Welcome to the first Sunday Poetry hop!. The poem I’ve featured is one that I read in April in a poem-a-day email, and it was one of the finalists for my poetry month reading challenge. I’ll be posting this week about which poets I’ll be delving into for that challenge, but am also happy to get a chance to introduce this poem to some new readers. The last two stanzas are just beautiful and really knocked me out: enjoy!
These coastal bogs, before they settle
down to the annual
business of being green, show an
ambivalence, an overtone
halfway autumnal, half membranous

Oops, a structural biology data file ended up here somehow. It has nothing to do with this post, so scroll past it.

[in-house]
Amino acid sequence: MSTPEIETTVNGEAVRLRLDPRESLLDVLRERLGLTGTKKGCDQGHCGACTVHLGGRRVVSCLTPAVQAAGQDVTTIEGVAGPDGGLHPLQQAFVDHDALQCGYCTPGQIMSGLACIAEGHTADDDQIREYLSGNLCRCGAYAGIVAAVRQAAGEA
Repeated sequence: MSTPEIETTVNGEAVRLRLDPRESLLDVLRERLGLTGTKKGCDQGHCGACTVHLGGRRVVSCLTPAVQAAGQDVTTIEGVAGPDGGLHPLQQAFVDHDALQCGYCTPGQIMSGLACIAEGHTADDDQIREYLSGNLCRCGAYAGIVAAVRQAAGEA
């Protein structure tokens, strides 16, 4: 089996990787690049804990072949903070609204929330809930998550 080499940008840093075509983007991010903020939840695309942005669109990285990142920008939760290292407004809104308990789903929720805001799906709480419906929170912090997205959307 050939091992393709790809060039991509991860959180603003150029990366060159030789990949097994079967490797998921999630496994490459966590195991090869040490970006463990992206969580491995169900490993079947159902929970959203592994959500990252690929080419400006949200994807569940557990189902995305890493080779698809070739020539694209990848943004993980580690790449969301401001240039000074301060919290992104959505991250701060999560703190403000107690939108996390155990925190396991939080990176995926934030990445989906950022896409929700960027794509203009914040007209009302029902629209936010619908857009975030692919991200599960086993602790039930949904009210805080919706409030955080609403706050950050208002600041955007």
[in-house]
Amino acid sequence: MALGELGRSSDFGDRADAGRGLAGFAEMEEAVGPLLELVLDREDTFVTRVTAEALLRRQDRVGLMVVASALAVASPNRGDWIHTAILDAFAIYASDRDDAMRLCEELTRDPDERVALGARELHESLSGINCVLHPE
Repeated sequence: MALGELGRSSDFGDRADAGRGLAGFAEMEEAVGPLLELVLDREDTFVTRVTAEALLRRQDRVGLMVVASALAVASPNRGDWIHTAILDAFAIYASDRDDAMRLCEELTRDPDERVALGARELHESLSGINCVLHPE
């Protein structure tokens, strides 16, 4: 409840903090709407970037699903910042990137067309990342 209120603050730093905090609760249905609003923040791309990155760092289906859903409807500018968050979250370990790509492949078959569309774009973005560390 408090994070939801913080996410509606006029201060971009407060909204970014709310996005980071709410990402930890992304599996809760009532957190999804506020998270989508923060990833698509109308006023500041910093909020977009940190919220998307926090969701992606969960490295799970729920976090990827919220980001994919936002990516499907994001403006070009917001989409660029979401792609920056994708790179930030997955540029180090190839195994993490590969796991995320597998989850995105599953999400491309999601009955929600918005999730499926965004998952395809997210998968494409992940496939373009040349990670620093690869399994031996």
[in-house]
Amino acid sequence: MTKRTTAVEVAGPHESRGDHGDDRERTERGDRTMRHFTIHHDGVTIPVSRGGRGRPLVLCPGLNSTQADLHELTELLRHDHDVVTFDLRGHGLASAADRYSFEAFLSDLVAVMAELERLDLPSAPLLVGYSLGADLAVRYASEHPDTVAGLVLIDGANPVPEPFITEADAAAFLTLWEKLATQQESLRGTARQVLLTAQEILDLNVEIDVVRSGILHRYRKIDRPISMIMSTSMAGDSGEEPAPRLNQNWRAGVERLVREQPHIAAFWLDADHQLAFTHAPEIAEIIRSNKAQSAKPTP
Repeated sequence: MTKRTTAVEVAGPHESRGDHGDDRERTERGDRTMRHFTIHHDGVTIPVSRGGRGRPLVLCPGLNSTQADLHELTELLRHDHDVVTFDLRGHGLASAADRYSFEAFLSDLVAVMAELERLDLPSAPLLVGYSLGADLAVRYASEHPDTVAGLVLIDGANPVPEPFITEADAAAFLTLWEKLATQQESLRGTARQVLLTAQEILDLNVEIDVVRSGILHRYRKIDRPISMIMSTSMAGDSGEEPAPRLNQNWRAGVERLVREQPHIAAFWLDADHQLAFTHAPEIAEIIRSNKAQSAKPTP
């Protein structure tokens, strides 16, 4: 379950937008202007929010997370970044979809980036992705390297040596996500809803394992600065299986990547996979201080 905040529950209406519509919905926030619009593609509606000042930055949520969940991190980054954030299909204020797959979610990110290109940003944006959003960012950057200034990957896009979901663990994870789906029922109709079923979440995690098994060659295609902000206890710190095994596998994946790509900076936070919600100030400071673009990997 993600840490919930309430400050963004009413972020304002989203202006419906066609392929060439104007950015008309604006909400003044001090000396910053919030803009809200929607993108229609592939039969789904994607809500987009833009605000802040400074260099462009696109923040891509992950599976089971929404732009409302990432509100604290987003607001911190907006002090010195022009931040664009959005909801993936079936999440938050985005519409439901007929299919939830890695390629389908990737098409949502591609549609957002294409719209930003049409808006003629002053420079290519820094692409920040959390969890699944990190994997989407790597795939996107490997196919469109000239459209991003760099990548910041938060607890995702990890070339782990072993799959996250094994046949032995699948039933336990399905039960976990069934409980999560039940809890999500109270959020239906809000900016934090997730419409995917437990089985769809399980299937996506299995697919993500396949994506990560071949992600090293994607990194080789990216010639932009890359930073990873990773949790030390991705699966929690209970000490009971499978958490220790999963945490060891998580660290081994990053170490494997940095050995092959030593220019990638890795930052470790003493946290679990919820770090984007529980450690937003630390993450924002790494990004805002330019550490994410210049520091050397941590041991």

sheen of birth: what is
that cresset shivering all by itself
above the moss, the fallen duff—
a rowan? What is that gathering blush
of russet the underbrush
admits to—shadblow, its foliage
come of ungreen age?
The woods are full of this, the red
of an anticipated
afterglow that’s (as it were) begun
in gore, green that no more than
briefly intervenes. More brief
still is the whiff,
the rime, the dulcet powdering, just now,
of bloom that for a week or two
will turn the sullen boglands airy—
a look illusory
of orchards, but a reminder also
and no less of falling snow.
Petals fall, leaves hang on all
growth, industry, are what they hang
on for. The relinquishing
of doing things, of being occupied
at all, comes hard:
the drifting, then the lying still.